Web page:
The conveyor system shown in FIG. 22 extends between a cigarette making machine 10 and a cigarette packing machine 12 and includes several unidirectional sections each of which conveys a continuous stream of cigarettes in multi-layer stack formation. From the making machine 10 a short lower horizontal conveyor 14 leads to an elevator 16 at the upper end of which an upper horizontal conveyor 18 conveys cigarettes to a first T-junction 20. A downdrop or chute 22. descends from the T-junction 20 and leads into a first intermediate level horizontal conveyor 24 extending to a second T-junction 26. A further downdrop or chute 28 extends from the T-junction 26 and into the packing machine 12.

At the first T-junction 20 a further upper horizontal conveyor 30 leads to the inlet or entrance 32 of a variable capacity reservoir 34. A further conveyor 38 at the same intermediate level as the conveyor 24 extends from the exit 36 of the reservoir 34 to the second T-junction 26.

The reservoir 34 is a first-in first-out reservoir of the kind shown in FIGS. 6 and 7 of said British patent specification No. 2296000 or in British patent specification No. 1301843, to which reference is directed for details. In essence, the reservoir 34 comprises a variable length of conveyor extending between the entrance 32 and the exit 36. The reservoir 34 could be replaced by other forms of variable capacity first-in first-out reservoirs capable of receiving a multi-layer stream of articles at an entrance and delivering a multi-layer stream of articles at an exit. Such reservoirs need not maintain the stream at a substantially constant height (as, preferably, does the reservoir 34). Moreover, the stream need not be continuous in such alternative reservoirs: for example, the reservoir 34 could be replaced by the transport unit 212 for containers as disclosed in FIGS. 1 and 2. Any of these alternative reservoirs may be operated in substantially the same way as the reservoir 34, as hereinafter described.

In normal operation, when the speeds of the making machine 10 and the packing machine 12 are matched, cigarettes flow along the path defined by conveyors 14-28. If the speed of the making machine 10 exceeds that of the packing machine 12, cigarettes also flow along conveyor 30 with the reservoir 34 expanding to accept additional cigarettes. Similarly, if the speed of the packing machine 12 exceeds that of the making machine 10, cigarettes flow from the reservoir 34 by way of conveyor 38 to the second T-junction 26 to supplement flow from the making machine arriving via the conveyor 24, and the reservoir correspondingly contracts. It will be understood that the speeds of the various conveyors is controlled electronically, in particular using speed sensors for the making machine 10 and packing machine 12 and cigarette level detectors at the T-junctions 20 and 26: control of conveyors in this manner is well-known in the cigarette industry and need not be further described here.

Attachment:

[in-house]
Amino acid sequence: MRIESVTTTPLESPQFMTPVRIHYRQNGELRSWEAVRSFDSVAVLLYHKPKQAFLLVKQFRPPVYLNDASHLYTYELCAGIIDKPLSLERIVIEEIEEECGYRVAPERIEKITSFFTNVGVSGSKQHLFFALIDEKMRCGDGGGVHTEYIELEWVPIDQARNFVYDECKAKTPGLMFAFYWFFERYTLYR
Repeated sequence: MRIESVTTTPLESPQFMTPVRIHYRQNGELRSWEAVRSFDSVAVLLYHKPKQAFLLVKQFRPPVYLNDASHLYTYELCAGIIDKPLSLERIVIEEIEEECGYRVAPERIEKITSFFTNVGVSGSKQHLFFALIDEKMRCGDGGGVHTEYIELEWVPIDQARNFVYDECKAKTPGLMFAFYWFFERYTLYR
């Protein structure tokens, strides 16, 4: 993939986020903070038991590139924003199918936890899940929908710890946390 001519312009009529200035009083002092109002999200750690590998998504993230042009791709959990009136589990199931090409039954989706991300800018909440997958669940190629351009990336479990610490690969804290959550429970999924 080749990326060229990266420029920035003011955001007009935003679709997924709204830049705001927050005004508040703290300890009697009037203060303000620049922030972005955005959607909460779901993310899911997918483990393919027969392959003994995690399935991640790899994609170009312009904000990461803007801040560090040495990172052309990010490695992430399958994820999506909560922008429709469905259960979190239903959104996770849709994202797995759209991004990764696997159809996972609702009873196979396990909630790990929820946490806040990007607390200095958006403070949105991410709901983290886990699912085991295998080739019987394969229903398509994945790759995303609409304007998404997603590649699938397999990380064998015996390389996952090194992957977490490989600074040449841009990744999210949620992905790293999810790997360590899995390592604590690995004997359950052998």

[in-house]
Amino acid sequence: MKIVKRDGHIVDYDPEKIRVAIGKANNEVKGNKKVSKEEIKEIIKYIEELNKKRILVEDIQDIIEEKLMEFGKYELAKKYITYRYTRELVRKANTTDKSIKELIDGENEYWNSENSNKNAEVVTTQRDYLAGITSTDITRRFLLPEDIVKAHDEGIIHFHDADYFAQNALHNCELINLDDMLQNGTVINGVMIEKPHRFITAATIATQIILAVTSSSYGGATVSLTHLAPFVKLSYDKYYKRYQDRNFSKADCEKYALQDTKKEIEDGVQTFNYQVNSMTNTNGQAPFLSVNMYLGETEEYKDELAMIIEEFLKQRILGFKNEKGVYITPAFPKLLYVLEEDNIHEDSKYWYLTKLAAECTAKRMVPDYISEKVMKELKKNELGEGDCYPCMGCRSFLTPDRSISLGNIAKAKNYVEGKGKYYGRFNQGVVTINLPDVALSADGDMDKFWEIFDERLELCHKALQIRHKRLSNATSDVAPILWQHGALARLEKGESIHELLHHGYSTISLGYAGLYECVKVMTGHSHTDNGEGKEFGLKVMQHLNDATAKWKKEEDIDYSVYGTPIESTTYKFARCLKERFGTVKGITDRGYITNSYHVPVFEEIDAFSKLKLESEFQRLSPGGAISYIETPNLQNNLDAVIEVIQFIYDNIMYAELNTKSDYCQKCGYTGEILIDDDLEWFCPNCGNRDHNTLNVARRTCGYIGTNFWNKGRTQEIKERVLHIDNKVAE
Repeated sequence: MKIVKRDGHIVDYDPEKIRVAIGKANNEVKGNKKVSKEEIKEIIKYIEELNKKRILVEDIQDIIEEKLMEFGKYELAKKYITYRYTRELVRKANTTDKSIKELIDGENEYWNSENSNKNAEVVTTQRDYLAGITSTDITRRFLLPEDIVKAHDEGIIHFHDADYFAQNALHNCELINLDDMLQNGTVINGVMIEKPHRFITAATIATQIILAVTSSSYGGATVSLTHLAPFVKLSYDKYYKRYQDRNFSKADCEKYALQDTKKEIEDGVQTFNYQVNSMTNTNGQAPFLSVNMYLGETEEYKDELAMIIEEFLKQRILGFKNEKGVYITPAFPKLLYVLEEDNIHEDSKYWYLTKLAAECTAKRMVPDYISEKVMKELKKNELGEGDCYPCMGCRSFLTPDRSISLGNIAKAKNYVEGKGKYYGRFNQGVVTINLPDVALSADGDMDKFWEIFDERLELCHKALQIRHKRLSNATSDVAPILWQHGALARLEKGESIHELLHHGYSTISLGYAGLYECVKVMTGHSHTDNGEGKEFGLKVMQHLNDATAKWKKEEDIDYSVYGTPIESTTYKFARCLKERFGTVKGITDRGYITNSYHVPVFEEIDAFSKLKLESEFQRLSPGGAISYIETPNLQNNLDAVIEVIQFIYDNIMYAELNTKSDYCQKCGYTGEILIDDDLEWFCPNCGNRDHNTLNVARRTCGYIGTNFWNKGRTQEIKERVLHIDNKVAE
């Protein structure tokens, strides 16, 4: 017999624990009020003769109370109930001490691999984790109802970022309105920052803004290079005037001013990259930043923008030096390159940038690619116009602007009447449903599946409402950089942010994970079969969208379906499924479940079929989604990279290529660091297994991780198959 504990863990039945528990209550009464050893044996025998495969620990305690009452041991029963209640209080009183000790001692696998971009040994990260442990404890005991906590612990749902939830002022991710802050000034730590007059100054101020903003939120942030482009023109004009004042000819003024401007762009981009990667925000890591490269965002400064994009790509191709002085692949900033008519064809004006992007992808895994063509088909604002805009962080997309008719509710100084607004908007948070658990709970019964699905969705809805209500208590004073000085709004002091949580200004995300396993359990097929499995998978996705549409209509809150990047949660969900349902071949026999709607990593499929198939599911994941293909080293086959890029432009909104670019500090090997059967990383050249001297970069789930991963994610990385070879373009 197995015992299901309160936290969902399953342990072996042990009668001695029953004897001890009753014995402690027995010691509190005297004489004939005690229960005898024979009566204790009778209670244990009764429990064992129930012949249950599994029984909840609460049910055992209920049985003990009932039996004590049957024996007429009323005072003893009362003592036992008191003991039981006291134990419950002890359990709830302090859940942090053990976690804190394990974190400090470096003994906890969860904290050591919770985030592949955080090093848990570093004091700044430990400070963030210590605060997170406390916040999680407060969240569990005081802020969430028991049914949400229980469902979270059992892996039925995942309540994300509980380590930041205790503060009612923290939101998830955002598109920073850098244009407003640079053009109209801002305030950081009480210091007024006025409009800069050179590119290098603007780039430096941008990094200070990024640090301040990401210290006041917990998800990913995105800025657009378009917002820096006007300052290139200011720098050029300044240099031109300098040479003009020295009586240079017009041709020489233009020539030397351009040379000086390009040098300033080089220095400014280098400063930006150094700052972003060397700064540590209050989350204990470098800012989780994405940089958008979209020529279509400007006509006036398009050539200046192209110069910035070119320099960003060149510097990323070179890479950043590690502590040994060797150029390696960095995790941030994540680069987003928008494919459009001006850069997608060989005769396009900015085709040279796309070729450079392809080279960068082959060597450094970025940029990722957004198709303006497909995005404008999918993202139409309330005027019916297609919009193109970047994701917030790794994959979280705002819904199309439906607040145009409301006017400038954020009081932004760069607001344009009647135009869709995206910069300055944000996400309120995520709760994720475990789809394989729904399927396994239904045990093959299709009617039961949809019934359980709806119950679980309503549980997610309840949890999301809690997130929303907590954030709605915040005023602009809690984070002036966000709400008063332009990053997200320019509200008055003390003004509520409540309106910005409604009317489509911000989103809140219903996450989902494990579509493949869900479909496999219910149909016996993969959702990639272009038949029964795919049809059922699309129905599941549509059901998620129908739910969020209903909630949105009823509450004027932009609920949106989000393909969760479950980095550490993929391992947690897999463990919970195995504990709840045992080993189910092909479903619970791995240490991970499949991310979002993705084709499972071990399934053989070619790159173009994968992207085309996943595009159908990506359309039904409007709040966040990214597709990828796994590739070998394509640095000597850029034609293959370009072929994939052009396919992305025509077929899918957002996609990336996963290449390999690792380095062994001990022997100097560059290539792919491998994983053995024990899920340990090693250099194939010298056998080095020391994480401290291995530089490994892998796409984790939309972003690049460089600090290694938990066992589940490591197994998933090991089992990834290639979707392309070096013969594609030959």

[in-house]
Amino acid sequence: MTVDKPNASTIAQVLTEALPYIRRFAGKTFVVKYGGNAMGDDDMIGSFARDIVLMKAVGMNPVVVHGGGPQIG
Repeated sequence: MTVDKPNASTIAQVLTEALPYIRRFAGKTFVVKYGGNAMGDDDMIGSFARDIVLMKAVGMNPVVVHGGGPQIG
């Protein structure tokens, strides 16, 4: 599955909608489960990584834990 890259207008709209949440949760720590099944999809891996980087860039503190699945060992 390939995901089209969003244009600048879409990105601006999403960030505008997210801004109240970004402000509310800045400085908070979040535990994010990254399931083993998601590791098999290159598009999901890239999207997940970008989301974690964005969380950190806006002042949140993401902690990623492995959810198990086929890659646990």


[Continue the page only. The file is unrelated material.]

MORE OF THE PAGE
Where the speeds of the making machine 10 and the packing machine 12 are matched it is theoretically possible for cigarettes to remain in the reservoir 34 for an extended period of time. In order to avoid this, which in extreme circumstances could lead to cigarettes of inferior quality being delivered to the packing machine 12, the system may be arranged so that there is generally a slight trickle of cigarettes through a reservoir 34, i.e. even when the reservoir 34 would otherwise be stationary or even expanding a small flow of cigarettes. is taken from the exit 36 (with a corresponding inflow at the inlet 32). Alternatively or additionally, the flow of cigarettes to the reservoir 34 may be controlled based on elapsed time. Thus. the reservoir 34 may be emptied periodically, so that no cigarette may remain in the reservoir for a period exceeding a predetermined maximum time, or the maximum time any cigarette can have been in the reservoir may be actively monitored (which may readily be achieved by detecting and recording conveyor speeds) and emptying of the reservoir 34 controlled so as to ensure that no cigarette remains in the reservoir for longer than a predetermined maximum time. Typically the maximum time for cigarettes to remain in the reservoir 34 might be set at 2 hours. For further details of controlling a reservoir so as to avoid occupation of cigarettes beyond a predetermined maximum time, reference is directed to said British patent specification No. 2296000.

Although in a preferred mode of operation the majority of cigarettes pass from the making machine 10 to the packing machine 12 by way of the path including downdrop 22 and horizontal conveyor 24, it is possible to route all of the cigarettes through the reservoir 34. This could be achieved by stopping flow on the conveyor 24 and, preferably, in addition providing a gate or other closure device for the downdrop 22 at the junction 20. Such a gate or closure device may be substantially in the form disclosed in British patent specification No. 2157253 to which reference is directed for details.

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Referenced by
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US6520312 *Feb 15, 2001Feb 18, 2003Felsomat Gmbh & Co. KgInterlinked production system
US7532952Mar 14, 2007May 12, 2009Applied Materials, Inc.Methods and apparatus for pressure control in electronic device manufacturing systems
US8109380 *Feb 12, 2009Feb 7, 2012Rotzinger AgIntermediate storage for bulk goods
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Classifications
U.S. Classification198/430, 414/331.16, 198/347.1, 414/331.08
International ClassificationB65B19/04, A24C5/35, B65G47/51, A24C5/352
Cooperative ClassificationA24C5/352, B65B19/04, B65G47/5122, A24C5/35
European ClassificationA24C5/35, B65B19/04, A24C5/352, B65G47/51A1A1A
Legal Events
DateCodeEventDescription
Jul 5, 2005FPExpired due to failure to pay maintenance fee
Effective date: 20050508
May 9, 2005LAPSLapse for failure to pay maintenance fees
Nov 24, 2004REMIMaintenance fee reminder mailed
Sep 28, 1998ASAssignment
Owner name: MOLINS PLC, ENGLAND
Free format text: ASSIGNMENT OF ASSIGNORS INTEREST;ASSIGNORS:BRYANT, LEONARD JAMES;BROWN, ANTONY ROBERT;CLARKE, PETERALEC;AND OTHERS;REEL/FRAME:009502/0160;SIGNING DATES FROM 19980623 TO 19980919